The Journey of Bandhavgarh Park started with one dominant male Tiger.
He was called “Charger.” This Tiger was named this, because of his habit of “mock charging” elephants and safari jeeps, on the regular. Charger ruled his territory from 1991-1999. He left his Chakradhara territory after his longtime companion; Sita died. His territory was overtaken by three other male Tigers (B1, B2 and B3) which caused a fight between the new Tigers and Charger. Ultimately, with the combination of this fact, and his advancing age, Charger passed away in 2002. A memorial was erected in a place in the Park, where he lived out his final days and the location was named Charger’s Point; depicting the saga of one of the most dominant male Tigers, ever, in the history of the Park.
The Matriarch of Bandhavgarh was named Sita. She was one of the most popular and the most photographed Tigress in the world. She had a lifespan of 17 years, in which she gave birth to six litters; including two male cubs from her long-time partner Charger. There was one cub that was a bit bigger in size and he was named “Bara Bachha.” The other cub was named “Langur,” as he had a slight limp in his hind leg. Sita had a lifetime relationship with Charger, which is seen very rarely in Tiger families, and almost all Tigers in Bandhavgarh today, are descendants of the Charger and Sita.
The Tiger Reserve is divided into three zones: Tala, Magdhi and Khitauli. Tala zone is said to have the largest variety of wildlife, and Tigers are also, mostly seen here. This Park has a large biodiversity, and the density of the Tiger population at Bandhavgarh is one of the highest known in India. The Park also has a large breeding population of Leopards and various species of deer. There are Wild Boar, Sloth Bear, Hyena,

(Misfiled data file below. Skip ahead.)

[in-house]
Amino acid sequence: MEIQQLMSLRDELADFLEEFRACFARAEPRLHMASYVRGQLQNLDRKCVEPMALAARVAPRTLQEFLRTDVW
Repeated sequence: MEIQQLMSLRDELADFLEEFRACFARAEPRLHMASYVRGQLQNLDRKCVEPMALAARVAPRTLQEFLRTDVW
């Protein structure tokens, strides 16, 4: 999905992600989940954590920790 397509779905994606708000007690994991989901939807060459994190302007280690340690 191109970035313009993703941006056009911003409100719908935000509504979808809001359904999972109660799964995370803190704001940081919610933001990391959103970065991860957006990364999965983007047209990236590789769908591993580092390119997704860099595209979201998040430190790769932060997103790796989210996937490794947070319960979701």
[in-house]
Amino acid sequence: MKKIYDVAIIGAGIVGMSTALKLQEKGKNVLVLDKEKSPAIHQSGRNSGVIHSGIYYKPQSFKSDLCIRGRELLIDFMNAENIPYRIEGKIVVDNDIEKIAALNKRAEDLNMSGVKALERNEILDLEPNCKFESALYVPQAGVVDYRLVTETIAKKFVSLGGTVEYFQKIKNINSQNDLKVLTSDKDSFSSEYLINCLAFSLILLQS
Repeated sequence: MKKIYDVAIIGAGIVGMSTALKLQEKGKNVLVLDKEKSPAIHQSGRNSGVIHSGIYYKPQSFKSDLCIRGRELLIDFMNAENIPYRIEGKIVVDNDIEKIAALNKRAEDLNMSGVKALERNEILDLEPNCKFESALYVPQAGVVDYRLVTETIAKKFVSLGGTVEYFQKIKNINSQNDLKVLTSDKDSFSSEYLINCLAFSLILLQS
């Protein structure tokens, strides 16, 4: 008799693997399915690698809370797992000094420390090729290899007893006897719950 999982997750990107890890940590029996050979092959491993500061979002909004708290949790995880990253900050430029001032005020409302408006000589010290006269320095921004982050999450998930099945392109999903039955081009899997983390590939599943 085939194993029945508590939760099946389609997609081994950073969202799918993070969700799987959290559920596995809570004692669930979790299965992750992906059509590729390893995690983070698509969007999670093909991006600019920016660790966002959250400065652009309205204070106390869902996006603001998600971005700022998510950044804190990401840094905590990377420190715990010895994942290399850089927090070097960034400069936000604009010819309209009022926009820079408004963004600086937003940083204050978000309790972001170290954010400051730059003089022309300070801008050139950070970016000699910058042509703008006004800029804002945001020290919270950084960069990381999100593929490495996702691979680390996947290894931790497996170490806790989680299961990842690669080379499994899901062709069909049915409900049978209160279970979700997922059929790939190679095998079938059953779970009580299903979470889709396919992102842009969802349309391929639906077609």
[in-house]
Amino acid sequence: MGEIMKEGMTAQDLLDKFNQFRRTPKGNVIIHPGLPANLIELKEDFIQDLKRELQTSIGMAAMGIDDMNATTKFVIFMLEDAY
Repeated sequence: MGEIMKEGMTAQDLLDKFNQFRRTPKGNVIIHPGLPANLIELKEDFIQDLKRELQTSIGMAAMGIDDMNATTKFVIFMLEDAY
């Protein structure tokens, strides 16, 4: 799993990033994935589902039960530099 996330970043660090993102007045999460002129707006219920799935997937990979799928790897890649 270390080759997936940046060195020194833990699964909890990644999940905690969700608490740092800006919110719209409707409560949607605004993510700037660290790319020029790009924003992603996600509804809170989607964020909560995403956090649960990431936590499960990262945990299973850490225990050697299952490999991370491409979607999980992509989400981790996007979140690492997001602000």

Jackal, Bison, Langur and Pigtail Macaque Monkeys, to name a few.
A variety of birds; both large and small are also present in the reserve.
Going back, some years, it is said that Maharajah Martand Singh of Rewa, captured the first White Tiger in this region, in 1951. This White Tiger, “Mohan,” is now stuffed, and on display in the palace of the Maharajah of Rewa.
By our last afternoon game run, after 4.5 days and nine total game runs, we experienced eleven Tiger sighting, with nine different Tigers. We took the time, then, to drive most of the way up Fort Hill to visit Shesh Shaiya; the ancient reclining statue of Lord Vishnu…. In sleeping position. I thought the view was going to be the most impressive sight, but while the scene over the primal jungle/forest was amazing, this old reclining statue made my jaw drop open. I did not expect anything quite this cool; an old statue in the middle of a jungle! I am so happy this statue has been so well preserved and protected. It truly is a gem in Bandhavgarh, and very impressive to see.
There is a natural spring, at this Hindu religious site called Chakradhara that trickles continuously, and it has created a pond called Tala. This is also the water source that makes its way to the Charanganga River.
It was so peaceful there, listening to the spring water, and the birds of the national park. The moss that has grown, naturally, over time; covers the statue, only adding to the mystique of this religious site. The place is serene. I was in awe looking at this rare, 2000-year-old reclining statue, and it will be forever etched in my mind.
The Vishnu statue is 35 feet long and is in reclining position (called Saiya). Lord Vishnu is carved from stone, and lies on a bed of stone that has been carved into a seven-headed serpent (Sesh Nag).